Tigers-Yanks ALDS opener suspended
The rainy season rolls on.
The playoff opener between the Detroit Tigers and New York Yankees was suspended because of rain in the second inning Friday night, wiping out the ace of each pitching staff for a few days.
Justin Verlander started for Detroit against CC Sabathia in a highly anticipated matchup between two of the game's best pitchers. The score was tied at 1 in the middle of the second inning when play was halted.
According to a rule adopted by Major League Baseball after rain and snow wreaked havoc with the 2008 World Series, the game is not postponed. So it will pick up Saturday night at the point of suspension — weather permitting — with the Yankees coming to bat in the second inning. The forecast calls for rain through late Saturday night.
Neither ace is scheduled to pitch again until at least Game 3 on Monday, likely limiting both to one start each even if the best-of-five American League Division Series goes the distance.
''It's definitely disappointing,'' Sabathia said. ''It looked like it was going to be a good game.''
Instead, what was already a wild week for baseball became a wet one, too.
Yankees manager Joe Girardi said rookie right-hander Ivan Nova will be on the mound when the game resumes Saturday at 8:37 p.m. He had been slated to go in Game 2, which was moved back to Sunday at 3:07 p.m., a scheduled day off in the series.
MLB said there will not be a doubleheader during the series.
''Just had a nice bullpen in front of half of America today,'' Verlander said. ''It was a little disappointing. Now I've got a start Monday to look forward to, start getting prepared for that.''
Freddy Garcia will now get the ball in the second game for New York instead of Game 3, Girardi said, adding that he wasn't sure yet when Sabathia would go again.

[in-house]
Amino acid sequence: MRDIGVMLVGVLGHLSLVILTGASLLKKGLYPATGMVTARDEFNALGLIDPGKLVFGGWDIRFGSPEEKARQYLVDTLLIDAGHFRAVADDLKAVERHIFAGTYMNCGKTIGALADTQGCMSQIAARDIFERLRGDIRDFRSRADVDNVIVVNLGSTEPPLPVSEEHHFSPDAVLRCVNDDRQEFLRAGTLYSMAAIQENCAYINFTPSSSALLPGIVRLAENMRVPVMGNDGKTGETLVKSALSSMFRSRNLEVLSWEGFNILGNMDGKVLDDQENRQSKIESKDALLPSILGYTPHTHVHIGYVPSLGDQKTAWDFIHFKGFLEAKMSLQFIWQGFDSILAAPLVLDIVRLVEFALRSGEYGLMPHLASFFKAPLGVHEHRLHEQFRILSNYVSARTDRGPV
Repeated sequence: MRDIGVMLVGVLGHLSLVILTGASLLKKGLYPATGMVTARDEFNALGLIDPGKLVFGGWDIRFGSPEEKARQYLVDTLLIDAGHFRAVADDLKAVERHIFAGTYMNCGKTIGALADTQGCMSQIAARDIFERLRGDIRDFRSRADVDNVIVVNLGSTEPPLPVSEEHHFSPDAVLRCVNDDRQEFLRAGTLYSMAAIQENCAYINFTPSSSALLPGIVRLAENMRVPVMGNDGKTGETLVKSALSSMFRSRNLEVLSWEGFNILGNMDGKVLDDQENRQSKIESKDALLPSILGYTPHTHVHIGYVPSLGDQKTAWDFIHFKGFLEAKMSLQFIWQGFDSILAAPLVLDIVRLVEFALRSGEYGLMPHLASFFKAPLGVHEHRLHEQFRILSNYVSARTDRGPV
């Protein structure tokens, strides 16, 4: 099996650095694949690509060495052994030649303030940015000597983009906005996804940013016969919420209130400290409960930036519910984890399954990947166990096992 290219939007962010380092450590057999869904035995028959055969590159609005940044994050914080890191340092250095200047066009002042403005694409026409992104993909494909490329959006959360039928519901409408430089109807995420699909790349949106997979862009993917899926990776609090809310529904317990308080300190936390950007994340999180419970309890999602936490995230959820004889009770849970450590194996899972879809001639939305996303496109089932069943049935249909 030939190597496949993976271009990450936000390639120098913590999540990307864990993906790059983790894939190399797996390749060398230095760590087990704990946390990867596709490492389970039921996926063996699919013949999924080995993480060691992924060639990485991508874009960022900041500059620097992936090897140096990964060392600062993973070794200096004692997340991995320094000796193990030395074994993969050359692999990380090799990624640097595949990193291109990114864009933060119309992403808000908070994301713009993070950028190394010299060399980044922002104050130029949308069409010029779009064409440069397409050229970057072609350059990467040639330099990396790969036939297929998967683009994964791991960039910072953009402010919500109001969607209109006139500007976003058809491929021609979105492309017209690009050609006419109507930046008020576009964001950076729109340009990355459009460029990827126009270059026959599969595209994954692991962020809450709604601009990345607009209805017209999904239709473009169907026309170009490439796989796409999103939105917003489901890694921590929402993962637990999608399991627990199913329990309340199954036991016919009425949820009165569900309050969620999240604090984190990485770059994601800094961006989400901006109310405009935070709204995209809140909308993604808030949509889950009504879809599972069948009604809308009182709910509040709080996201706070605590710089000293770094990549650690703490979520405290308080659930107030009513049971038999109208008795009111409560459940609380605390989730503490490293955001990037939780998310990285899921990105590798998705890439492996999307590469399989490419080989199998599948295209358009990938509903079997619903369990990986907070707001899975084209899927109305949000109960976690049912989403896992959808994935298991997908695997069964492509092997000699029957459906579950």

''I want the ball as much as possible,'' Sabathia said.
The big lefty added that he would make his pitch to Girardi to start on Sunday, but the manager said: ''It's not the right thing to do.''
Doug Fister, the Tigers' scheduled starter for Game 2, will pitch when Game 1 resumes. Max Scherzer was moved up from Game 3 to Game 2 and Verlander will start Game 3 on Monday.
''This is not a big deal. Everybody does the best they can. Everybody is kind of scurrying around right now,'' Tigers manager Jim Leyland said. ''There's no sense getting excited.
''I don't worry about stuff like that. I think when the manager makes a big deal about something like that, it affects the players. It is what it is. Good Lord, it rained. So what?'' he said.
Verlander and Fister are both right-handed. But the Tigers fielded a lineup Friday night that was stacked with right-handed hitters against Sabathia. Now that same group will have to remain in the game, at least at first, against Nova.
''That's the one little dilemma probably, but it will work out,'' Leyland said. ''I'm going to keep my lineup in there and see how the game plays out. Obviously, I'm not going to start pulling guys out.''
Delmon Young homered for the Tigers and Alex Rodriguez had an RBI groundout, both in the first inning. All statistics from Friday night will count.
Verlander, who won the pitching version of the Triple Crown in the AL this season, threw 25 pitches in the first inning. Rain began falling with Mark Teixeira at the plate, the eighth batter of the game.